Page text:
To say HPS Mechanical Inc. is a Kern County success story would be an understatement.
Nearly six decades ago, the company was founded in Bakersfield by Harry DenHerder as Harry’s Plumbing Service. With one truck Harry used for service calls, the business became recognized for its top-notch work at a reasonable price.
Today, the company, which is known as HPS Mechanical Inc., has offices in Bakersfield and San Diego and a workforce of engineers and technicians that oversee massive new construction and pipeline projects, engineering and plumbing design services in California and Nevada.
But despite all of its success, HPS Mechanical does not ignore its roots. The company’s website still boasts: “From a leaky faucet to a multimillion-dollar plumbing construction contract, HPS does it all!”
HPS Mechanical works on some of Kern County’s and the state’s largest projects, including schools, water plants and oil production facilities. The company also has worked on major hospital facilities, including recent ones in Palmdale, Murrieta and Visalia.
By most accounts, hospital construction projects are among the most complex and challenging in the construction industry. They are impacted by constantly changing codes and standards, including seismic requirements, increasing medical complexity and budget restraints.
But most challenging is often the need to complete projects — such as the remodeling of a hospital wing, updating of a facility’s water- or air-exchange system, or constructing an addition — while the facility still is being operated.
HPS Mechanical’s work on the recent remodeling of the kitchen at Kern Medical Center illustrates this challenge.
“HPS was the general contractor on this kitchen mechanical piping remodeling, which was done in the middle of the existing, operating hospital,” recalled DenHerder. “HPS had to rent a chiller to keep all lines operational until all the new connections were made. HPS determined that the point of connection, as designed, would not work and located a point that would. HPS was able to work with the owner to make this critical path change without delaying the project.”
Hospital construction requires companies, such as HPS Mechanical, to be innovative, flexible and collaborative with building owners and hospital staffs. Above all, work must be done, while maintaining quality medical care and protecting patients.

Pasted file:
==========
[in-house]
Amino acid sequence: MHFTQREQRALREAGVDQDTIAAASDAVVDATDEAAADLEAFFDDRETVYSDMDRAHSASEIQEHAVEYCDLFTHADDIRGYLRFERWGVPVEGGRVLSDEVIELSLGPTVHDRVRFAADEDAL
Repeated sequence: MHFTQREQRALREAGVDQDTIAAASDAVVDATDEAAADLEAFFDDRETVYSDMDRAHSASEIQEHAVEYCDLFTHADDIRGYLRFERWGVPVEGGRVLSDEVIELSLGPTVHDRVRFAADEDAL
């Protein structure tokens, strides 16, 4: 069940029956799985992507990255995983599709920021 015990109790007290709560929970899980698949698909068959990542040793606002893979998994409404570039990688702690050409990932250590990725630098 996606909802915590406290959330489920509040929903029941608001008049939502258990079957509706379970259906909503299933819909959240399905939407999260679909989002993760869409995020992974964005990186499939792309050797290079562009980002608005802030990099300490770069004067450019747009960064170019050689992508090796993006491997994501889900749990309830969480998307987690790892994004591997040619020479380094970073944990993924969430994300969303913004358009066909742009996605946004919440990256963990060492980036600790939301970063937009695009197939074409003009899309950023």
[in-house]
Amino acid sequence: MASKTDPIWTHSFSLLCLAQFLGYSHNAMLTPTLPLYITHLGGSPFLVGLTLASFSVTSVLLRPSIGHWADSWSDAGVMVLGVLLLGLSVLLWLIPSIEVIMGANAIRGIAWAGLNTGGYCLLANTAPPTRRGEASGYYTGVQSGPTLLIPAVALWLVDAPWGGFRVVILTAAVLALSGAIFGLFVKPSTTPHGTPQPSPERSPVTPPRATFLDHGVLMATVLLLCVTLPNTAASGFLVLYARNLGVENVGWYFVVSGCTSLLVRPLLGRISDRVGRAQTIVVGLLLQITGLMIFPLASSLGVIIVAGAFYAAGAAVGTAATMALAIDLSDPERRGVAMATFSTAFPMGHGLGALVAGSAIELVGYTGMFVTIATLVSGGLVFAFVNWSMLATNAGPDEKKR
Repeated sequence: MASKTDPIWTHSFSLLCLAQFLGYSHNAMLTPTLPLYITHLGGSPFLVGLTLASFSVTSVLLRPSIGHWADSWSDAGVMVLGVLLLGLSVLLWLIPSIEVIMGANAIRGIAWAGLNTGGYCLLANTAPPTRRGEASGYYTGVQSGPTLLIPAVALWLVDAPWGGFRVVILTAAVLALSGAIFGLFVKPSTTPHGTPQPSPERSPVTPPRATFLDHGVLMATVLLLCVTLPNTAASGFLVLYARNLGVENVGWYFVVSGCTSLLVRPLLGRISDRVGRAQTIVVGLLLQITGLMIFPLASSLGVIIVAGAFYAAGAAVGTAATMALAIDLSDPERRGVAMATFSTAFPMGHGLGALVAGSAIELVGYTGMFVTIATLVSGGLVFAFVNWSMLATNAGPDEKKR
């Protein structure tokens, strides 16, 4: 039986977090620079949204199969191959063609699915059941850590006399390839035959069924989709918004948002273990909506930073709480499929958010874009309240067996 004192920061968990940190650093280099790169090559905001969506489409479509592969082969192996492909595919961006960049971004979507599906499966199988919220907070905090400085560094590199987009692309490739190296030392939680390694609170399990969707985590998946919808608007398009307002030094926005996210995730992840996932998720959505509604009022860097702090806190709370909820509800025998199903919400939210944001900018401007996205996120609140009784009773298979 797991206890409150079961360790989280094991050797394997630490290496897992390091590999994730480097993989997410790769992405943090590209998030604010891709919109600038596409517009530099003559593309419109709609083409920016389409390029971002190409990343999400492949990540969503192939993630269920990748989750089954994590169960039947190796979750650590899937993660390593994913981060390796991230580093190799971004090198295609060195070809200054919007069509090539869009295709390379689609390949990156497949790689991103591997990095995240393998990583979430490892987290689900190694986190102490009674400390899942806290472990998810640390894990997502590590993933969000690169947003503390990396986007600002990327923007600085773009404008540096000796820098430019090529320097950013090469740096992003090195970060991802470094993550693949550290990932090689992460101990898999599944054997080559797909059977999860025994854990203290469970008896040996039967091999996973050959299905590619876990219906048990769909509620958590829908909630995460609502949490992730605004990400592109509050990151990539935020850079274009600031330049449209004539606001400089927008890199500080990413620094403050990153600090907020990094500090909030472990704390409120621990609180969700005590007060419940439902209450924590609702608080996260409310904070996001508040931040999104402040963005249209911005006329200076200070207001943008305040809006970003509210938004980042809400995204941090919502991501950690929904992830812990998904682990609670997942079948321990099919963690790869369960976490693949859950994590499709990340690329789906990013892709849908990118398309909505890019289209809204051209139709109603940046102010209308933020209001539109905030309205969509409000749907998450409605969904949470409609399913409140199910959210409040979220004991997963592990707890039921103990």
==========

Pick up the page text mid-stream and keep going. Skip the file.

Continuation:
In today’s competitive health care business, hospitals must balance the need to be competitive, with revenues that often fall short.
For a construction company to successfully meet building owners’ needs, it must understand and address the issues driving projects. These “drivers” include:
The U.S. population is aging. While much attention has been paid to boomers, the truth is that people in all generations are living longer, but not necessarily healthier lives. As a result, the demand for health care is expected to grow. And with this growth comes technology advances. Procedures never imagined even a decade ago are requiring hospitals to expand and remodel to provide space and sophisticated systems to accommodate more patients and equipment. Hospitals must plan to meet today’s and tomorrow’s demands.
An aging, outdated hospital will not attract either patients or staff. To stay competitive, a hospital must be “modern.”
We hear a lot about hospital “reimbursement rates.” This is generally the amount federal and state programs, such as Medicare and Medi-Cal, will pay hospitals for services provided to elderly or low-income people. Private insurance companies also set limits. Hospitals are squeezed between providing competitive, advanced services, while containing costs. Building design — such as the arrangement of patient rooms, service delivery systems and staff distribution — is a big part in controlling costs, while providing high-quality service.
No doubt with the increasing demands for more sophisticated hospitals come construction cost increases. With sources of capital often limited, hospitals struggle to make necessary improvements.
Successful construction companies are using collaborative teams that include hospital owners and staffs, subcontractors and even members of the public to develop innovative plans and techniques that contain costs and reduce construction times. For example, 3-D modeling technology, combined with prefabrication of project components, now is commonly used.
“Three-D computer modeling can allow visualization of a design for owner review and construction scheduling” explained DenHerder. “With comprehensive prefabrication in our shop, we can lower man hours in the field.
“Building owners and their construction companies are developing innovative ways — using ‘traditional,’ as well as cutting-edge tools — to help create health care facilities for the future.”
Maureen Buscher-Dang is a Bakersfield public relations consultant.